1. Central adiposity (waist circumference ≥ 90th percentile for age and sex) [4]
  2. Hypertriglyceridemia (triglycerides ≥ 110 mg/dl)
  3. Low HDL cholesterol (HDL cholesterol ≤ 40 mg/dl)
  4. Elevated blood pressure (for children less than or equal to age 18 a systolic or diastolic blood pressure > 90th percentile adjusted for height, age, and sex or ≥130/85, whichever is lower; for those over age 18 ≥130/85) [35]
  5. IFG (fasting blood glucose ≥ 100 mg/dl)

In addition, we constructed an alternate MetS definition (MetSHOMA), substituting the IFG with an elevated HOMA-IR. As has been previously described in adolescent populations,[36] we used a HOMA-IR ≥ 3.99 as the cut-point for abnormal glucose regulation instead of a fasting blood glucose ≥ 100 mg/dl.

Statistical analysis

Differences in anthropomorphic and metabolic variables were compared across BMI percentile groups using one-way ANOVA with Tukey’s HSD test. Prevalence of MetS was compared using a paired sample t-test, where appropriate. Categorical variables were compared using the Cochran-Armitage test for trend. Linear regression analyses were used to establish how well BMI, waist circumference, blood pressure, HDL, triglyceride, and CRP levels could predict either HOMA-IR or fasting glucose levels. Please note that we used the raw data (and adjusted for age, sex, and race/ethnicity), rather than the percentiles, since we had some participants over 18 years of age. For these analyses, the independent variables were BMI, waist circumference, systolic and diastolic blood pressure, HDL, triglyceride, and CRP values. The dependent variables were either HOMA-IR or fasting glucose. With the exception of the Cochran-Armitage test for trend, all analyses were conducted using SPSS version 19. Statistical significance was set at α = 0.05.


Demographic and Blood Chemistry Data

After the exclusions 1,185 participants were included in the study sample. Their ages ranged from 14 to 19 inclusive, with an average age of 16.7 ± 1.2 years; 54.6% were female; 74.5% were Hispanic, 17.9% non-Hispanic Black, and 7.6% were other (White or Asian). Participats’ characteristics are presented in Table 1. There were significantly fewer females in the obese group than the healthy weight or overweight groups (P<0.001). Race/ethnicity did not vary by weight group. As expected, waist circumference, diastolic blood pressure, fasting insulin and HOMA-IR, LDL, HDL, and CRP levels differed significantly across all BMI categories (P < 0.05). Participants in the obese group had higher fasting glucose, systolic blood pressure, and triglycerides than either the healthy weight or the overweight students. Participants in the overweight group had HbA1c values lower than either the healthy weight or the obese group.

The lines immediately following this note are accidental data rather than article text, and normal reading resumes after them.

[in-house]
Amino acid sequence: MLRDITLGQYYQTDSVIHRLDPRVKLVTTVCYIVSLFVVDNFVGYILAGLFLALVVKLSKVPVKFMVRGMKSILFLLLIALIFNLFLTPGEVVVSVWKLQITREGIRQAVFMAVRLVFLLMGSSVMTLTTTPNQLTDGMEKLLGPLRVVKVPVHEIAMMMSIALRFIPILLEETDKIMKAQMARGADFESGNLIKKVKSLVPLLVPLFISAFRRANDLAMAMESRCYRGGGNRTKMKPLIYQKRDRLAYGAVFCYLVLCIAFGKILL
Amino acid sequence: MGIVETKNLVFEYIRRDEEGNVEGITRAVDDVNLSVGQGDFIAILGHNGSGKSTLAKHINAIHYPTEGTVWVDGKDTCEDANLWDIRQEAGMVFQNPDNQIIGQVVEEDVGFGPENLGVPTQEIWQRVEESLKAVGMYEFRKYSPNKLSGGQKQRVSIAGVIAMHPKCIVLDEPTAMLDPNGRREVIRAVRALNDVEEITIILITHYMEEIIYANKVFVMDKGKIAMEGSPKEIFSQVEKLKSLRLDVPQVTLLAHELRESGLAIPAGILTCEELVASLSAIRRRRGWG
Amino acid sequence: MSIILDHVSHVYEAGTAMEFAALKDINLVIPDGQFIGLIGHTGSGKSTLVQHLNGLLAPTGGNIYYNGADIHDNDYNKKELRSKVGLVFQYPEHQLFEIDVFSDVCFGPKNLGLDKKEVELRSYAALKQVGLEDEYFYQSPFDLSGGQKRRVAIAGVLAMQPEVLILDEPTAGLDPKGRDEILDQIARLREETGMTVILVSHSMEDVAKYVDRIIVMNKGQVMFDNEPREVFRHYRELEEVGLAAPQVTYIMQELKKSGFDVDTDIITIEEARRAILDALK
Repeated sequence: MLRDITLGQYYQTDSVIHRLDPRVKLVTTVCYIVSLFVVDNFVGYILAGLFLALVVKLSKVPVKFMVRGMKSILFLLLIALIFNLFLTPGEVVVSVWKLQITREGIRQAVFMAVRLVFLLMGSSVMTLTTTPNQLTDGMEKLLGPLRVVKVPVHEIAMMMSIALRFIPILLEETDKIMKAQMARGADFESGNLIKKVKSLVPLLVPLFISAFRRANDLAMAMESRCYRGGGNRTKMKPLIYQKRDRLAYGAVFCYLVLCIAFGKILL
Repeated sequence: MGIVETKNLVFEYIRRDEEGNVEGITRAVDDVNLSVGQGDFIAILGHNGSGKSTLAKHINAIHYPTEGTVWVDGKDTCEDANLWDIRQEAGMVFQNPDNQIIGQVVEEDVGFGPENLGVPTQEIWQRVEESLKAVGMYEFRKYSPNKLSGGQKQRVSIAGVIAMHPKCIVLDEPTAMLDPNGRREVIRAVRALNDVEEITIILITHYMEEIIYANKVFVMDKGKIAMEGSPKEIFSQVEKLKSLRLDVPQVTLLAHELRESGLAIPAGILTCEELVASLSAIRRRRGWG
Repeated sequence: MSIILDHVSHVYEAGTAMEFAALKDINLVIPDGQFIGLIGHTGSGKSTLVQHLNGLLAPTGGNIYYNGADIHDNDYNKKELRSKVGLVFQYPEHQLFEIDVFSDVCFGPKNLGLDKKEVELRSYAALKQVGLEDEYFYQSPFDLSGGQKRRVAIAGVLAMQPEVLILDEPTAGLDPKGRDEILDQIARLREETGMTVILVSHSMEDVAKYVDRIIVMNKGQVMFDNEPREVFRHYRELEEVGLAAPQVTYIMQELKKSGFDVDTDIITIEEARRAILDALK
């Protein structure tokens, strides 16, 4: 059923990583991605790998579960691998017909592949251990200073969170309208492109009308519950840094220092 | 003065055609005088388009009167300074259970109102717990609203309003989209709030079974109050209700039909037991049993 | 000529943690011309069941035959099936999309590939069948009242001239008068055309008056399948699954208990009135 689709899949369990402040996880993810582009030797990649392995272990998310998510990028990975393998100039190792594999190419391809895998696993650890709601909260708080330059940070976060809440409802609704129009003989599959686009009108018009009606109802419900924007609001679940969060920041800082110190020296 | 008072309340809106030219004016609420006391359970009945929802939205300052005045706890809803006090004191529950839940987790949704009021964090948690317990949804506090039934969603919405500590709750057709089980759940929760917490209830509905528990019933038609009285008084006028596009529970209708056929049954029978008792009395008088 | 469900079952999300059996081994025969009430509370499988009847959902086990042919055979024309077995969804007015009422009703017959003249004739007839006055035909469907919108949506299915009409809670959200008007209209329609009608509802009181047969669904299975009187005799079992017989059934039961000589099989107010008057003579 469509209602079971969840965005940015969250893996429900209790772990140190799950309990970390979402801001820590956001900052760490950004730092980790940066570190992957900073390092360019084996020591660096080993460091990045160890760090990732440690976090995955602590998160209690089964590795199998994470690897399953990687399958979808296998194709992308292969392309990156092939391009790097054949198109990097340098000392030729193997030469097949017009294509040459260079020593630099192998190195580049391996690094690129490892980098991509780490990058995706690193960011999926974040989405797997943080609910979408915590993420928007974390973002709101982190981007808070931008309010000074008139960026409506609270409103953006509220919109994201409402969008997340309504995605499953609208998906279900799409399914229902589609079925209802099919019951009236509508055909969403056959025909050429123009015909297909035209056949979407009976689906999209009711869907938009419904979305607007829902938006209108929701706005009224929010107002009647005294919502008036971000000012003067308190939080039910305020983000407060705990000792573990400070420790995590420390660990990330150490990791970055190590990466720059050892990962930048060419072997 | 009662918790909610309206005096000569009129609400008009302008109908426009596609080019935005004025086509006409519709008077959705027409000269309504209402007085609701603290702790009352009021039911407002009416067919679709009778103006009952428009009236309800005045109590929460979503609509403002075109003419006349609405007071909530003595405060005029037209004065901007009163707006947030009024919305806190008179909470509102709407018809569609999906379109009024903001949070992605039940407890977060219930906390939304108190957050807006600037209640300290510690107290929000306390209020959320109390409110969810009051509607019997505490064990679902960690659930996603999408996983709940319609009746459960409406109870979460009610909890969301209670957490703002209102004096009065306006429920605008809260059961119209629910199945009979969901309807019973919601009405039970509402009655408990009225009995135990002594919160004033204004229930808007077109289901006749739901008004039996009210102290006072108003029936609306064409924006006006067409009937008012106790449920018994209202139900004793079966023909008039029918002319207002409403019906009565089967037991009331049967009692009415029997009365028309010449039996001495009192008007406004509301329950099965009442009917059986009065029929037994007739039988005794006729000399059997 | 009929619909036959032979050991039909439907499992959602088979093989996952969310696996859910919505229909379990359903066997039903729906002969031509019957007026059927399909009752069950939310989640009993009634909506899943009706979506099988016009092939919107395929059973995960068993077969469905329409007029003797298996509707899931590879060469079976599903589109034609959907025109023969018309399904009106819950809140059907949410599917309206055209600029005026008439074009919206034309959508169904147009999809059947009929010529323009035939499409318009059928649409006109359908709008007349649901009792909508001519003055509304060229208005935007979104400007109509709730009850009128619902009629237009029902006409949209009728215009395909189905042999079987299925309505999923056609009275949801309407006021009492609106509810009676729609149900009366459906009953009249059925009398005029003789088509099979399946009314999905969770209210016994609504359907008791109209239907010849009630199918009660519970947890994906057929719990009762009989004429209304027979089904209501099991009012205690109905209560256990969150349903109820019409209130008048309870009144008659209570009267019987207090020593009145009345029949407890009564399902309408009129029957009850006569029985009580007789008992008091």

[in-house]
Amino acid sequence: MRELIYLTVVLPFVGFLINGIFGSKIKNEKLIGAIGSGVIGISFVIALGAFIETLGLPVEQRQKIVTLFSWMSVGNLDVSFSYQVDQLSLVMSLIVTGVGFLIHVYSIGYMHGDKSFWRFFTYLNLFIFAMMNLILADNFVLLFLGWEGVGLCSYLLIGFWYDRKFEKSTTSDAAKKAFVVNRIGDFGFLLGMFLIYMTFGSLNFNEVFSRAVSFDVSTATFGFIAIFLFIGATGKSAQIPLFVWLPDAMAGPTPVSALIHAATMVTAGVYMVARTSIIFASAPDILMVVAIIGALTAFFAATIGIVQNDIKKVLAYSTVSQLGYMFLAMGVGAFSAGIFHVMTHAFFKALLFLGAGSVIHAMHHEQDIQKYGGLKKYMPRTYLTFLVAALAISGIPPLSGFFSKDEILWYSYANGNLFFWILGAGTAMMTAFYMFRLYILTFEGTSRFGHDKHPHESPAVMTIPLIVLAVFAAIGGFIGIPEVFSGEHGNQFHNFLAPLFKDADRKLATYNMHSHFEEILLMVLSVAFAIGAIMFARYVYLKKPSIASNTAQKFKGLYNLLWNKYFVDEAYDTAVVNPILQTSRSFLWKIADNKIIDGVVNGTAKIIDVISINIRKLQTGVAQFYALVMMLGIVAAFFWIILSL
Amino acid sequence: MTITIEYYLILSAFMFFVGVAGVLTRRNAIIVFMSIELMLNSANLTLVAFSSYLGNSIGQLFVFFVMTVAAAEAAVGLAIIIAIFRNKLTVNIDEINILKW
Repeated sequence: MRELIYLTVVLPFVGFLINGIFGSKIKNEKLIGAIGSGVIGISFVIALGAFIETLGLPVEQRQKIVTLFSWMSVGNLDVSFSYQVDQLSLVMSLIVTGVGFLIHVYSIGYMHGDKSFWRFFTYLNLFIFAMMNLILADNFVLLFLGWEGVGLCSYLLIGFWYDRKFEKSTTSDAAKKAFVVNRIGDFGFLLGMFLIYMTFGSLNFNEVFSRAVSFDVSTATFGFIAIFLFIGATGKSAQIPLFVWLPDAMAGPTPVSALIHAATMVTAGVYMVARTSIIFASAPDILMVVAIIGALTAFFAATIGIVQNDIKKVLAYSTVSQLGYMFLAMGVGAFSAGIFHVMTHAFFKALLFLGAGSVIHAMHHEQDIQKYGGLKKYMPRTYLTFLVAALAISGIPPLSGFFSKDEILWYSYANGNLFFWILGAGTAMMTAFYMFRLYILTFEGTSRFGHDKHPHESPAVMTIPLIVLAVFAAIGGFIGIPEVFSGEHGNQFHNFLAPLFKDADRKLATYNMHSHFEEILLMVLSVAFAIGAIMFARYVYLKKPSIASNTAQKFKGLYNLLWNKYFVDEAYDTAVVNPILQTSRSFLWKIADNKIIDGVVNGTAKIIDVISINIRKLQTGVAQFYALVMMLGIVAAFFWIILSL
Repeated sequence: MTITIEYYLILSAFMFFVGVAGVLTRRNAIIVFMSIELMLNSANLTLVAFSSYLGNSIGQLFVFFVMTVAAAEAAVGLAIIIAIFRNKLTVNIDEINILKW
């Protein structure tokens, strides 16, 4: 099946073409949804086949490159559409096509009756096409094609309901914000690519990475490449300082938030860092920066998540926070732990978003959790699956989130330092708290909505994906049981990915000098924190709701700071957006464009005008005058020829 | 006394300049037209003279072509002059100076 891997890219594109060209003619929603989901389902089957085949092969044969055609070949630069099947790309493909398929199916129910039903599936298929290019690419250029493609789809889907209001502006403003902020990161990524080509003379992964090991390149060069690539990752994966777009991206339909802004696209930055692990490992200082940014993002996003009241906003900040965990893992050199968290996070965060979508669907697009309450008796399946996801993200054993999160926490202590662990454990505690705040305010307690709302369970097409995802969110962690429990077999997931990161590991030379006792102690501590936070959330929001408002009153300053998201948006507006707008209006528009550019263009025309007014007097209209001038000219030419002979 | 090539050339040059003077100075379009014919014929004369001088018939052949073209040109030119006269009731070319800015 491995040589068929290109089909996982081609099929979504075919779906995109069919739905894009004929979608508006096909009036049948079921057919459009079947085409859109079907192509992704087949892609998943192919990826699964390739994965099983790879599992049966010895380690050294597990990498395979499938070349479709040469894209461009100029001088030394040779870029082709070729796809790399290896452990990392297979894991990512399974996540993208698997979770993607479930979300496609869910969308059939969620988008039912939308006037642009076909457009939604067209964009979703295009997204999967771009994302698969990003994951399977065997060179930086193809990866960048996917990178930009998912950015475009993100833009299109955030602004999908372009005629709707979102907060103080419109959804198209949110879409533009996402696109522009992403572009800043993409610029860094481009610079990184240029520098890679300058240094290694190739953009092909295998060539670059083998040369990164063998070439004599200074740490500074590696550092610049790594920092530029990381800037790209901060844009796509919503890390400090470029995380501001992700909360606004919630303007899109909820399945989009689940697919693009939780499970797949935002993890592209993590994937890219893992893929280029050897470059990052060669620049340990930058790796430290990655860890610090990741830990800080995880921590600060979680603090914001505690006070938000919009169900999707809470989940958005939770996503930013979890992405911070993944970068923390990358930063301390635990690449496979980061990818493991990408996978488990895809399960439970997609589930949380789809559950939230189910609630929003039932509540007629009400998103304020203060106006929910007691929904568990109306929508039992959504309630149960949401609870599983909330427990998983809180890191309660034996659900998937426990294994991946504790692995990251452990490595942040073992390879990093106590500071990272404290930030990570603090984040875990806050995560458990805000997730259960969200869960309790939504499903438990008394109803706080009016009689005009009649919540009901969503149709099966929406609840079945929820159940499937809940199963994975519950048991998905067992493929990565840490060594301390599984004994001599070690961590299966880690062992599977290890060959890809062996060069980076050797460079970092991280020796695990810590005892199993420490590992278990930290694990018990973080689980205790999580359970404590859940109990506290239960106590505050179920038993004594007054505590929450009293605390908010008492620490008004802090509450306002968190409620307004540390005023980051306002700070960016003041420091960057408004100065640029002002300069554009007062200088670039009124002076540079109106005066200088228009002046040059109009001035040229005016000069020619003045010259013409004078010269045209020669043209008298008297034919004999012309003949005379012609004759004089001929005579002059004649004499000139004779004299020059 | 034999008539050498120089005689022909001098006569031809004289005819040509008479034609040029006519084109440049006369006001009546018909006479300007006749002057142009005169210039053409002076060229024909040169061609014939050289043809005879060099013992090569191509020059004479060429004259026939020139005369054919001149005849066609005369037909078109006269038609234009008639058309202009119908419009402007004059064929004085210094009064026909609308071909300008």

Table 1
Characteristics of Students With Complete Medical and Anthropomorphic Data Unless otherwise indicated, data are expressed as mean (SD).

Furthermore, when we contrasted the 115 participants with BMI’s ≥ 99th percentile (average BMI = 39.5 ± 4.6 kg/m2) with the remaining 339 obese participants that had BMIs ≥ 95th but less than 99th percentile, we found that those with BMI’s ≥ 99th percentile had significant elevations in waist circumference and blood pressure, fasting insulin levels, HOMA-IR, CRP, and triglyceride levels, and significantly lower HDL levels relative to the remainder of the obese participants. There was no significant difference in fasting glucose levels between these two obese groups (data not shown in Table 1).

Comparison of Metabolic Syndrome Rates Using the Two Different Definitions

As can be seen in Table 2, in our entire sample 9.5% of participants met criteria for MetS using IFG (MetSIFG) and 15.1% met criteria when HOMA-IR ≥ 3.99 was substituted for fasting glucose (MetSHOMA). MetSHOMA consistently identified more participants with MetS than MetSIFG. One healthy weight female met criteria for MetSIFG as well as MetSHOMA. Regardless of the definition used, males tended to have higher rates of MetS than females and MetS point prevalence increased with BMI.

Table 2
Comparison of Prevalence MetSHOMA and MetSIFG by Gender and Weight Group

Point Prevalence of Metabolic Syndrome Components

As can be seen in Table 3, there was a trend toward higher prevalence of all MetS components with increasing BMI percentile. In the healthy weight group, low HDL was the most common abnormality observed. Central adiposity was the most commonly observed abnormality in the obese group. IFG was present much less frequently than IR. Four and one half percent of healthy weight, and 12.4% of overweight, and 37.8 % of obese participants had a HOMA-IR ≥ 3.99 (P = 0.001). Although there were no clinically-relevant differences in the percent of participants with IFG across the three weight categories (0.6% of healthy weight, 0.3% of overweight, and 2.0 % of obese), because of the large number of subjects these very small differences reached statistical significance in the trend analyses (P = 0.03).

Table 3
Prevalence of MetS components by sex and BMI percentile group (n=1185).

How well do BMI, waist circumference, HDL, triglycerides, and blood pressure, and CRP predict HOMA-IR and fasting glucose?

Utilizing linear regression analysis, and after adjusting for age, race/ethnicity, and sex (R2 =0.020), all other MetS components and CRP were significant predictors of HOMA-IR and all but HDL (a trend, P = 0.061) predicted fasting glucose levels. However, as can be seen in Table 4 the total variance (adjusted R2) explained by all other variables, was consistently higher (ranging from 2- to 5-fold larger) in the predictions of HOMA-IR than that of fasting glucose level.